Lab reports and scientific papers document the results of scientific experimentation and communicate its significance. Typically, lab reports and scientific papers contain the following sections: title page, abstract, introduction, materials and methods, results, discussion, and references. The title page includes the name of the experiment, the participating lab partners, and the date; the abstract summarizes the purpose, findings, and conclusions of the experiment; the introduction contains a statement of objectives and background information; the materials and methods provide the list of materials and the procedure (in chronological, narrative format) used for the experiment; the results contain the major findings of the study, including calculations and data; the discussion includes interpretation and analysis of the data; and the reference section lists full citations for all references cited. Lab reports and scientific papers may also contain acknowledgments and appendices.
The major difference between lab reports and scientific papers is that lab reports are shorter documents whose audience is typically a teacher and classmates. A scientific paper contains the same sections as a lab report; however, beyond presenting and interpreting the experiment, it also puts the experiment in conversation with other research in the field and invites further study. Its audience, therefore, is the scientific community at-large.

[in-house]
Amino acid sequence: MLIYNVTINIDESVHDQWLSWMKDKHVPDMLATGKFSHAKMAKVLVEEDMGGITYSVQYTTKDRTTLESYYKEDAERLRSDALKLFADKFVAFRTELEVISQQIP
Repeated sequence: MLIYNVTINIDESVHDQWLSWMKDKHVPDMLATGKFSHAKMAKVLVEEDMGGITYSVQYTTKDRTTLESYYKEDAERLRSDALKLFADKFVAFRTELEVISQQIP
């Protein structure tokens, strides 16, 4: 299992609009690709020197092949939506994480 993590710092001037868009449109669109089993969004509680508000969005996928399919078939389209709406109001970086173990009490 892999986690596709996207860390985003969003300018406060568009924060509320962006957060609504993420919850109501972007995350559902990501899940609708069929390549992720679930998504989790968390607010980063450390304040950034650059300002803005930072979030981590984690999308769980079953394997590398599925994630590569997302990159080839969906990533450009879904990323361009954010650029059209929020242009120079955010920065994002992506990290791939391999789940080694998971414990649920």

- Is the title concise, and does it adequately describe the contents? For example, with the title “Substance Y Alters Blonial Structure of Elephant Bone Marrow,” researchers interested in substance Y, blonial structures, elephants, or bone marrow will recognize that the article may be of interest to them.
- Are the appropriate headings and subheadings included and in proper order?
- Are the tone and style appropriate? Scientific writing, for the most part, is intended to be more factual than entertaining and is not embellished with descriptive language, anecdotes, personal opinion, humor, or dialogue.
- Does the writer use passive voice, which is the generally accepted convention? The writer of a lab report, for example, should use the passive past tense: “Solution A was centrifuged,” not “I centrifuged Solution A.”
- Is past tense used for describing the procedures and present tense for describing the results and conclusions?
- Are sentences short and to the point, expressing facts clearly and concisely? Does the writer answer all basic questions about the topic?
- Have conventions related to symbols and abbreviations been observed?
- Are figures and tables numbered and accompanied by explanatory captions?
- Are they introduced before they appear in the text?